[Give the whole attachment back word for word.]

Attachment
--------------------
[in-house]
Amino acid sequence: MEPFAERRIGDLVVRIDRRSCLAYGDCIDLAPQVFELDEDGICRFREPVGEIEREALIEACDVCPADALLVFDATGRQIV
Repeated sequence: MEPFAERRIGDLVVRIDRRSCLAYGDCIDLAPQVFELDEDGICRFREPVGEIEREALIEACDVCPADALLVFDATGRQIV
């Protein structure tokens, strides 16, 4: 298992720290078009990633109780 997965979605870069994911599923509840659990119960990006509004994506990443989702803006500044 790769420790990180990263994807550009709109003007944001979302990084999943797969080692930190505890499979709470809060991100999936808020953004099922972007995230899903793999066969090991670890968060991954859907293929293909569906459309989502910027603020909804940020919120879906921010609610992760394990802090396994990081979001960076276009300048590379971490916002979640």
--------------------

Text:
[in-house]
Amino acid sequence: MEPFAERRIGDLVVRIDRRSCLAYGDCIDLAPQVFELDEDGICRFREPVGEIEREALIEACDVCPADALLVFDATGRQIV
Repeated sequence: MEPFAERRIGDLVVRIDRRSCLAYGDCIDLAPQVFELDEDGICRFREPVGEIEREALIEACDVCPADALLVFDATGRQIV
């Protein structure tokens, strides 16, 4: 298992720290078009990633109780 997965979605870069994911599923509840659990119960990006509004994506990443989702803006500044 790769420790990180990263994807550009709109003007944001979302990084999943797969080692930190505890499979709470809060991100999936808020953004099922972007995230899903793999066969090991670890968060991954859907293929293909569906459309989502910027603020909804940020919120879906921010609610992760394990802090396994990081979001960076276009300048590379971490916002979640």